Rand Paul's endorsement of his father is only one of a few official political endorsements said to guide the Kentucky electorate. The State's Republican party has yet to put their support behind a specific candidate along with most local politicians. The divide between moderate Republicans supporting Romney and more conservative voters wanting an alternative seems to exist in Kentucky as much as anywhere else. Two months ago, a group of top influential evangelical leaders met and decided to back Rick Santorum, hoping to give clear direction for the Romney alternate. And while it has helped the candidate keep his campaign alive and Romney on his toes, his support in Kentucky has yet to make itself roundly known.
So, with all of this indecision and speculation, could Kentucky actually make a difference with its primary result? As with most political questions: it all depends. As of this writing and according to the New York Times, Romney holds 421 delegates of the 1,144 that he will need to cinch the nomination from the Republican National Convention. Of the 1,530 left to win, he must win 723 of these, which comes to almost 47%. While it seems altogether probable for Romney to struggle on and win 47% of the delegates left to dedicate, particularly if the vote continues to split around Santorum and Gingrich, it is no certainty.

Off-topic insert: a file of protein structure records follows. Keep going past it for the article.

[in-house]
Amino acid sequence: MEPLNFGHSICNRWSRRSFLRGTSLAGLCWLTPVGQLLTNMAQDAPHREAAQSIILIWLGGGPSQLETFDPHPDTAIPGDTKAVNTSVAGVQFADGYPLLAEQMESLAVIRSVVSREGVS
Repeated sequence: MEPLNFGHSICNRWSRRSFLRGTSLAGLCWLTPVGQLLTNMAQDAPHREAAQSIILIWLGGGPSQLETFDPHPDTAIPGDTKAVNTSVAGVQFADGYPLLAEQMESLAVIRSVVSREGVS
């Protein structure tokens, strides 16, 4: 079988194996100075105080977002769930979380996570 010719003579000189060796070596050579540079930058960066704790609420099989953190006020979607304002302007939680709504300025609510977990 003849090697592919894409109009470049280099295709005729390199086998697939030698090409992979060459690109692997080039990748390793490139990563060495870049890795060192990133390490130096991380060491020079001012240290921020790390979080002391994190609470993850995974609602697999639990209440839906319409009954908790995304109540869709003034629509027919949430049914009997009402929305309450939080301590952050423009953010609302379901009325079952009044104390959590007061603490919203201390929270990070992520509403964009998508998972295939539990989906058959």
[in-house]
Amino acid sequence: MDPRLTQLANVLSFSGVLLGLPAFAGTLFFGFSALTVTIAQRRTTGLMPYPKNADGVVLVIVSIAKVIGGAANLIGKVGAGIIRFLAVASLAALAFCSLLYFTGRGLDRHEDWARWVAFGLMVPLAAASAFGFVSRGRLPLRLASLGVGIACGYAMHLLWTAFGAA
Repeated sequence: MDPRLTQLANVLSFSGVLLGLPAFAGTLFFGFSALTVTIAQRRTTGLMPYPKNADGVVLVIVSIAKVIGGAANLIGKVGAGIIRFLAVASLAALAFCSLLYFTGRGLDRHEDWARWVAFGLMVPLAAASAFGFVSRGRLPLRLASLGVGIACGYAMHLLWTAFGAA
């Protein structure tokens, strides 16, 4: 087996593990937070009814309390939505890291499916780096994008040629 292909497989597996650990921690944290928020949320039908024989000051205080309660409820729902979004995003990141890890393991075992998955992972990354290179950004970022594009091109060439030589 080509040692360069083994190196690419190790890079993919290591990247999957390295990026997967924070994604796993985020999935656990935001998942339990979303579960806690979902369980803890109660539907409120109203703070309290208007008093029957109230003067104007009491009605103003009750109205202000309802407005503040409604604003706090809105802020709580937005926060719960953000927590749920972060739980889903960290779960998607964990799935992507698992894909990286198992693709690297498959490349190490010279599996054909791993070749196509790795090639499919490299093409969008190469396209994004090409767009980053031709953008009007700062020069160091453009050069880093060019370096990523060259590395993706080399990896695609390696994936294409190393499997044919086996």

Santorum, holding the steady second place, requires 963 of the remaining primary delegates to win the nomination. If Gingrich were to step aside and promote him as the Romney alternative, Santorum would need to win 63% of those left. While a slight stretch to think that Gingrich will give in anytime soon, it is a definite possibility. Kentucky has 45 delegates up for grabs, 3% of those left. Should the field lessen and Santorum gain more momentum, that small percentage could mean a great deal. That said, Kentucky is not a winner-take-all state. Any split in the state's primary voting, which surely will happen, will also split the delegates proportionally. So, even if one candidate wins the majority of Kentucky's vote, other candidates could receive delegates.
Even if Santorum or Gingrich, if he receives a very unexpected boost, cannot win the requisite 1,144 delegates. If they gather enough influence along the campaign trail, they may be able to take the national discussion and make a case for themselves at the Republican National Convention at the end of August. There, asking the unbound delegates to stand for them.
Kentucky's primary will probably not turn the race on its head. However, with such an uncertain future concerning the next Republican presidential nominee, every vote counts. In the end, Kentucky's delegates could very well shape the end result of the long national search for the Republican nominee. As the old political saying goes: “It ain’t over till it’s over, and even then, it ain’t over.”
Louisville.com's The Arena section features opinions from active participants in the city's politics. Their viewpoints are not those of Louisville.com (a website is an inanimate object and, as such, has no opinions).
Image: Courtesy of Peter Allen Clark
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